BARTOW COUNTY, Ga. (December 1, 2023) – August 30, 2018, is not a day many people
vividly remember, but Cami Abernathy sure does.
“My son, Carter, was just three years old at the time,” said Abernathy, a first-grade teacher at
White Elementary School. “He was sick with a respiratory illness and then his left arm became
paralyzed. That night, we went to two emergency rooms and were told at both that he had
nursemaid’s elbow and that he was just being stubborn and not moving his arm.”
However, Abernathy’s intuition told her otherwise. She made an appointment with Carter’s
pediatrician the following morning, and that doctor sent them straight to Scottish Rite Hospital in
“Hearing that your child had a virus attack their spine, and they will never be the same, is
something no parent ever wants to hear,” said Abernathy.
Acute Flaccid Myelitis was the diagnosis. It is a rare nerve-related condition that doctors say is
similar to polio.
After seven days of intravenous steroids, two painful electromyography procedures, a nerve
transfer surgery, and years of robotic rehabilitation, Carter regained a lot of arm movement but
not a lot of strength.
Moving forward, Carter will need a 12-week round of intensive therapy at Scottish Rite once a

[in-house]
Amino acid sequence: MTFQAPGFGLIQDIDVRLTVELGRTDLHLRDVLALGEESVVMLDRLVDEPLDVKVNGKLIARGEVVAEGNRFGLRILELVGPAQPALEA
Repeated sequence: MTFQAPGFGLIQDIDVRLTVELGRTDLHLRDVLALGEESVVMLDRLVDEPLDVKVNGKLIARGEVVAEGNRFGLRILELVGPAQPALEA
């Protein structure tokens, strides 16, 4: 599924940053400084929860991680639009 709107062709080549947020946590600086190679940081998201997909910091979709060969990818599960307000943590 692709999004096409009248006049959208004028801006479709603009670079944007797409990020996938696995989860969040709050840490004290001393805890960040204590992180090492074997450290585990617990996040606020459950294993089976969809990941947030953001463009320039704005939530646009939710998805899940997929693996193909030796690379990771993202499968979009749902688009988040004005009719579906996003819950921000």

year. He started another 12-week journey just this week.
“Just because something terrible happens to your child, it does not mean they do not have an
amazing life ahead of them,” said Abernathy. “We believe that everything does happen for a
reason and while we do not know the reason for Carter’s AFM diagnosis, we do know that he is a
huge inspiration to us and will be to others as well. Carter loves life and makes the best out of
Carter will tell you with a resounding “no,” AFM has not slowed him down one bit.
As a third-grade student, he is active in the WES Garden Club and Chorus. He also plays
baseball and football for the Bartow County Parks and Recreation Department. He was the
starting nose guard on his 10U football team this year and has big plans to play under the lights
at Cass Middle School and Cass High School.
“I know I can do anything I try my hardest at,” said Carter. “I don’t mind making modifications
to participate in activities. In baseball, I had to teach myself how to catch with my right hand,
take the glove off by putting it under my left arm, and then throw the ball with my right hand. I
also had to learn how to bat left-handed so all my strength could come from my right arm.”
What Carter may lack in physical strength, he makes up for in inner strength, and for that, he
credits his extraordinary family, friends, teachers, and physical therapists.
“All of his friends know that Carter has a different left arm, and they are all so understanding and
caring and help him when he needs it,” said Abernathy. “Every Bartow County teacher Carter
has had has been amazing with him.”
Carter will tell you his number one supporter and cheerleader, though, is his brother, Copeland, a
fifth grader at WES.
“I want him and everyone else to know this,” said Carter. “Never give up on anything you want
to do. Anything you set your mind to, you can achieve it!”